Buddhist Life Stories of Australia

There’s an exciting new project to document the lives of Buddhists in Australia. They’re looking for community support, and have produced a short video.

And here’s some background info.

Dear friends and colleagues,

We are very excited to inform you about the successful launch of the Pozible-Deakin Research My World crowdfunding campaign, Buddhist Life Stories of Australia.

You can view the wonderful campaign video here, which features many of Australia’s prominent Buddhist leaders: http://www.pozible.com/buddhistlifestoriesaustralia.

You can also make contributions to support the project directly on this website. All contributions are tax-deductible and we highly appreciate all pledges large or small. Our goal is to raise $10,000 in 45 days and we are off to a great start already!

We are extremely grateful to all who have offered advice and feedback in the development of this project. We are especially grateful to Venerable Ajahn Brahm, Venerable Thich Phuoc Tan, Venerable Chi Kwang, Venerable Robina Courtin, Venerable Bhante Sujato, Kim Hollow, and Laura Chan, who have all kindly contributed to the video. As you can see in the video, the research team only worked with a basic, minimal script — it is the generous support of Buddhist leaders that have made it such a touching and moving video. And this is what excites us the most about this project: that it is a collaborative process between the research team and the broader Buddhist community.

We envision this present project as the modest first step of a larger, long-term program that will allow us to document more life stories, not only of ordained members of the Sangha but also the lay community. Buddhism in Australia is diverse, vibrant, and multicultural – all sorts of flowers of different shapes and colours. We are so blessed and grateful to be part of this with you.

Please help us spread the word about this campaign among the Buddhist councils and your other networks. And please do not hesitate to contact us if you have any queries or if you wish to explore ways to actively publicise the campaign at your location. We would be most grateful for your assistance.

You can also stay updated about the campaign via Facebook and Twitter




Or use the hashtags #BuddhismOz

Many thanks again for your interest in and support of the Buddhist Life Stories of Australia project.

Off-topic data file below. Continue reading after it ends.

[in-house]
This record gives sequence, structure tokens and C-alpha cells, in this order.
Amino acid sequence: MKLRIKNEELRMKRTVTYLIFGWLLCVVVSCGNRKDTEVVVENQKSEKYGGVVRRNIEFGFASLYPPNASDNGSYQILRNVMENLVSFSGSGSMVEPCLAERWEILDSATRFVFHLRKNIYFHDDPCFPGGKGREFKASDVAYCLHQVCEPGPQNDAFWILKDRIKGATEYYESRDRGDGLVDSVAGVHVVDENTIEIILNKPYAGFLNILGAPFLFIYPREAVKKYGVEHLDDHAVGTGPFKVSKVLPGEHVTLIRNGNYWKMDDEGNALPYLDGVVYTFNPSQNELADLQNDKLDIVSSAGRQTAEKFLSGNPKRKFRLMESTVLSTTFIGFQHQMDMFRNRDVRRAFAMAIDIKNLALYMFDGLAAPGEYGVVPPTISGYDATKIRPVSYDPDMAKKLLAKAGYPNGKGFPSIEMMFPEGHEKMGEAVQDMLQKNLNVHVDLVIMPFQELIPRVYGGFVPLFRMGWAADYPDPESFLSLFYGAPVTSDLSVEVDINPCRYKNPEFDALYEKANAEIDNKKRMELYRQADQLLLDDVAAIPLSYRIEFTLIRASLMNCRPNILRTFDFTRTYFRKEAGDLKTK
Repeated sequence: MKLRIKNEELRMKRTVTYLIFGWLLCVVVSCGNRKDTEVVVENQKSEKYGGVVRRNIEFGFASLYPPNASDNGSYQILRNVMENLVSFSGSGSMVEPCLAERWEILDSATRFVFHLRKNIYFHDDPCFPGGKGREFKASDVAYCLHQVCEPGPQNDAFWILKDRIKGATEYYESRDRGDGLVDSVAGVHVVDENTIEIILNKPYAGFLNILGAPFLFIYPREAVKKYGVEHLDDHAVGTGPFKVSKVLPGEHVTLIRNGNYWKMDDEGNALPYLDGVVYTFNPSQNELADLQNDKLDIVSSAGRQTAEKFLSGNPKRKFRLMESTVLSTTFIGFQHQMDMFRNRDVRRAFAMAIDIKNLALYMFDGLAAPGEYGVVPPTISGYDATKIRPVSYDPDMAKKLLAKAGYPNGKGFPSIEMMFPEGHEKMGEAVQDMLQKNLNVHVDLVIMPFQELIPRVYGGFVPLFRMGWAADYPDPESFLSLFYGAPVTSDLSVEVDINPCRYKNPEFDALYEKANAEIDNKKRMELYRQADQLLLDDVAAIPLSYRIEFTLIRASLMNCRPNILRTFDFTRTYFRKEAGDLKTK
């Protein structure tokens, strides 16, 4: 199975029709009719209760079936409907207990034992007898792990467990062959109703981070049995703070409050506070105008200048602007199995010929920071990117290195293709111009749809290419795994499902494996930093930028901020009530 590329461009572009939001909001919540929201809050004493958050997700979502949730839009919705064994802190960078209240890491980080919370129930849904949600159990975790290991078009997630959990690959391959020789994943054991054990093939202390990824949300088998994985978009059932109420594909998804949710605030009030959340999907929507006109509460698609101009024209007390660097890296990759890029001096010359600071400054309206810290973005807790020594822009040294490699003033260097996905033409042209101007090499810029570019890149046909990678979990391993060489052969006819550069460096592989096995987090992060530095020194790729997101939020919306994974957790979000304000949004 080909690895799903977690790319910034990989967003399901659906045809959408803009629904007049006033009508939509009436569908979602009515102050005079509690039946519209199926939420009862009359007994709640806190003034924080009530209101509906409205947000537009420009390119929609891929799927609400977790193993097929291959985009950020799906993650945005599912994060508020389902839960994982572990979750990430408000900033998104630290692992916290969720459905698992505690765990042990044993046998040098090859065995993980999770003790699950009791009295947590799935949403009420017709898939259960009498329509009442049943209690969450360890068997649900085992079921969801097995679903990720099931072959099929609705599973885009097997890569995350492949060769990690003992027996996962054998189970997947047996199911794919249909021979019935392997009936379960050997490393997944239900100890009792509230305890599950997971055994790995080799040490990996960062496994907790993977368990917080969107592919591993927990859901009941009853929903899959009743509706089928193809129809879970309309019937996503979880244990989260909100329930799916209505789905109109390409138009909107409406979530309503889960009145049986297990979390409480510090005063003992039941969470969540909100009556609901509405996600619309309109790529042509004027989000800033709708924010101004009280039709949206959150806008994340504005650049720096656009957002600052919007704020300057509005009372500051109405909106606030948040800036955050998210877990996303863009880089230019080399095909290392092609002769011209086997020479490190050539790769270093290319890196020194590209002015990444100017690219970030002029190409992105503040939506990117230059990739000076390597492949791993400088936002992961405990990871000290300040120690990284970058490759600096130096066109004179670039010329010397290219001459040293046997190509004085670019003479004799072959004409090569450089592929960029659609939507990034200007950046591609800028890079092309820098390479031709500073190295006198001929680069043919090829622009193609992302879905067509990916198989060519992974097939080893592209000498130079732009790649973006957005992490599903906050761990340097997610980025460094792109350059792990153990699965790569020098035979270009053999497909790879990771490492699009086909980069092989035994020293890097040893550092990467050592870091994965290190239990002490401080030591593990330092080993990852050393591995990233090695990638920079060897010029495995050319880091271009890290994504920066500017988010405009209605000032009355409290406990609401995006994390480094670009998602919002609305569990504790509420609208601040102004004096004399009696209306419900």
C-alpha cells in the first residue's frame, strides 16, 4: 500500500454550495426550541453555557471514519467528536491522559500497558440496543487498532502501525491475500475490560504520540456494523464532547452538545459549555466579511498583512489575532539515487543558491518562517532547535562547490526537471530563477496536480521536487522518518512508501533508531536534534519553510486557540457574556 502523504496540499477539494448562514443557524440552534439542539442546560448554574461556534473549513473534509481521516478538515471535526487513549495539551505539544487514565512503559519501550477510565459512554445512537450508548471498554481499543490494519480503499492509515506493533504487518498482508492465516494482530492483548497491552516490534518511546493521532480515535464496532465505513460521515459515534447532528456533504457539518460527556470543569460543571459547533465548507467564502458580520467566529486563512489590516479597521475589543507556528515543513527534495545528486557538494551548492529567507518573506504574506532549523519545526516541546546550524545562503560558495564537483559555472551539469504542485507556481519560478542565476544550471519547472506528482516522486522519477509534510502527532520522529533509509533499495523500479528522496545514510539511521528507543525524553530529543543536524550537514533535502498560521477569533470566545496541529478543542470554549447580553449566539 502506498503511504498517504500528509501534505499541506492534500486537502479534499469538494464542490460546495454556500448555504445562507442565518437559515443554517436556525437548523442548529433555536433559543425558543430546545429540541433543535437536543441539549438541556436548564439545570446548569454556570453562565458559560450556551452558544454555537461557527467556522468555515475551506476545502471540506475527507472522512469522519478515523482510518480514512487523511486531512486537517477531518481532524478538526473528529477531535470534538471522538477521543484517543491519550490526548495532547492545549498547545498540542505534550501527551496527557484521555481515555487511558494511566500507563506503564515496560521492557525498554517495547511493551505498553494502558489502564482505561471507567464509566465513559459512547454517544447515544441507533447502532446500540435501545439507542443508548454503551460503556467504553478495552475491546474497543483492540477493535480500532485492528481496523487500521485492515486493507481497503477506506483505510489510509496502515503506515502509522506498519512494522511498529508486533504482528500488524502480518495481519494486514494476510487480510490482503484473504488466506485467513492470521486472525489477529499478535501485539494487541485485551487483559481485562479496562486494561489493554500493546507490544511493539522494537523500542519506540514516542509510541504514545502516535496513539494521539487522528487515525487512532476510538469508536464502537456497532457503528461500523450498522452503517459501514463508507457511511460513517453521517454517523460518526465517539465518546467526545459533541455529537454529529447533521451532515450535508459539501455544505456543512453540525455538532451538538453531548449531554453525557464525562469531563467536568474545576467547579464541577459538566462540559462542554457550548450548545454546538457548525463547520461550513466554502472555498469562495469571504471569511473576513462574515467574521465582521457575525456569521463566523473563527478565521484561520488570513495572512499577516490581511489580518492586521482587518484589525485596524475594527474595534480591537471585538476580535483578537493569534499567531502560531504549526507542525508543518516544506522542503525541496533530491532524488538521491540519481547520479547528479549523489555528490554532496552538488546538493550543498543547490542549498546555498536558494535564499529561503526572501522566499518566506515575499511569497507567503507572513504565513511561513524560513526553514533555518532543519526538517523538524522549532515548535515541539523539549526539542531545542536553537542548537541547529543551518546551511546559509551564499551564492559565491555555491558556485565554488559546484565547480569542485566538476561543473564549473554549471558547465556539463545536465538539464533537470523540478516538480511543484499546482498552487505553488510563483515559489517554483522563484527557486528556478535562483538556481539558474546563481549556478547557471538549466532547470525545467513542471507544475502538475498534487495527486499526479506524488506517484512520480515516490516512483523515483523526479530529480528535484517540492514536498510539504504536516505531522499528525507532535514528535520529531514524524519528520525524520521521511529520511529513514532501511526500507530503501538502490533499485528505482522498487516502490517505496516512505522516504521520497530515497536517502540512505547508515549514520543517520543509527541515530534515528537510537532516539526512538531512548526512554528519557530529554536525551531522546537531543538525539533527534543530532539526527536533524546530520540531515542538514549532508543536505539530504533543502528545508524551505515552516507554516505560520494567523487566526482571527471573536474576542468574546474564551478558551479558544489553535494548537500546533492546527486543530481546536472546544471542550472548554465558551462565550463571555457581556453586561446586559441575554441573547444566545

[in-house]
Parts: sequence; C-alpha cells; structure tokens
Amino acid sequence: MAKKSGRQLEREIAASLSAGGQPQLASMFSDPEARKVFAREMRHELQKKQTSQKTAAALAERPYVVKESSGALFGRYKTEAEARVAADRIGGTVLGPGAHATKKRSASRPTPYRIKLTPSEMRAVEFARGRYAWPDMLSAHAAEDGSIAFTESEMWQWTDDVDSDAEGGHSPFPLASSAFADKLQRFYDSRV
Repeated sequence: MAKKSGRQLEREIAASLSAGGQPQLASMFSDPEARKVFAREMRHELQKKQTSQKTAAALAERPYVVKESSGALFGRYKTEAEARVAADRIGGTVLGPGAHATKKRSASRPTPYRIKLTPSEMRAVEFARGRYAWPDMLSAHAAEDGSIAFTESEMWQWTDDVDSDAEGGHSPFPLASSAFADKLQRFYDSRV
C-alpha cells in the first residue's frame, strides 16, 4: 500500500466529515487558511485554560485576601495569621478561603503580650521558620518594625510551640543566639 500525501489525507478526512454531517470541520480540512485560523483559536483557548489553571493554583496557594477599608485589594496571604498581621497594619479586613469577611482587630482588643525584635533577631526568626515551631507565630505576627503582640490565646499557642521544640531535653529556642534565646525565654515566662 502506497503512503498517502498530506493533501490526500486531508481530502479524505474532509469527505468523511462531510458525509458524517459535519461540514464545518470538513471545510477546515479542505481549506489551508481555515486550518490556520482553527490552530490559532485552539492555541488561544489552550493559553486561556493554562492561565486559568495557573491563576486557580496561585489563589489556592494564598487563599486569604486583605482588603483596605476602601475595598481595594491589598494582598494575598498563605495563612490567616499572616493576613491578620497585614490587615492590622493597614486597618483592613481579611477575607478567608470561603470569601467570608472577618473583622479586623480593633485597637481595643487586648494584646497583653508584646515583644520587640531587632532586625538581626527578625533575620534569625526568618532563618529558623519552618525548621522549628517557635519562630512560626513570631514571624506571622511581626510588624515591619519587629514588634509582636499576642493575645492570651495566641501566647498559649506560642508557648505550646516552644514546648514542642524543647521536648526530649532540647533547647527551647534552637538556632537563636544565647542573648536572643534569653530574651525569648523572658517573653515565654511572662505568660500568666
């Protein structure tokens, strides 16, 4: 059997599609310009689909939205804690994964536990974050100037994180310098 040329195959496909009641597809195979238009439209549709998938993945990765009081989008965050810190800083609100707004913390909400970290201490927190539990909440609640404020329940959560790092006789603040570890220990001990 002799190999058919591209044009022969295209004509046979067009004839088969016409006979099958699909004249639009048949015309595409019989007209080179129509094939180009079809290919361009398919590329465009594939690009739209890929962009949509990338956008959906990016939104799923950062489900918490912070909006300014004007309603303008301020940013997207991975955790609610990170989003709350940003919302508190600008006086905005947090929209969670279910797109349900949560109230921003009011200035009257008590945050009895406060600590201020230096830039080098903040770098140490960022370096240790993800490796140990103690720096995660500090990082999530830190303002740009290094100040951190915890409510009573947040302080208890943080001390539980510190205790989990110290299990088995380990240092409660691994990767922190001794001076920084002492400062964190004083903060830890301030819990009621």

Very best,
Edwin, Anna and Praveena

Centre for Citizenship and Globalisation and the
School of Humanities and Social Sciences
Faculty of Arts and Education
Deakin University
221 Burwood Highway
Burwood VIC 3125

7 thoughts on “Buddhist Life Stories of Australia

  1. Bhikkhu Sujato,

    I was looking for the Anipanisattesutta you not the one about Visarka – it seems to have dissapeared off the internet – I am sure it was there once – do you know what happened to it and why it would have been taken off the Internet?



    • Bhikkhu Sujato,

      It is a talk by Ajahn Brahm on the Anipannisatti Sutta – it was in the internet at that Perth Monestyr in 2004, I believe, do you know where it is?


    • Sorry, no I don’t know anything about that. I would suggest contacting the webmaster at BSWA. Perhaps the material has been reorganized.

  2. Bhikkhu Sujato,

    Do you know the story of Visarku?

    Apparently she was the Buddha’s foremost lay disciple, lost some jewellry, and then when Ananda returned it to her she bought it back and built the Buddha a Monestry, the ruins of that Monestry have never been found? She must have had immense respect for the Buddha, really thought the Buddha was great, she had alot of respect for the Buddha, not even just his disciples but the Buddha.

    Ananda was it seems more polite and aware than modern day Buddhists; when I left some jewellry someone gave me at a Buddhist retreat centre they didn’t even notice and nearly threw it out?

    I believe Mahayana Buddhists possible no of this story to – being as psychic and able to predict things as they try to be at least. Although you have to wonder with karma being what you make of things not a fixed state, you wonder how predictions can be true all the time.

    Anyway apparently this talk it was on the internet somewhere but yes it must have been reorganised.


    Visarka or on behalf of Visarka

    • Visakha was one of the foremost lay disciples of the Buddha, and the story you refer to is found in the Vinaya texts. You can read more about her here, although this brief entry does not include the episode you mention.

      One of the Vinaya rules for monastics says that if a valuable is left behind in the monastery, the monastics should look after it and endeavour to return it to the owner. It actually happens quite often: people leave phones, or bags and so on.

  3. Sujato,

    Actually I think this was purposefully taken off the internet – on purpose.
    Do you know why someone would do that Sujato?


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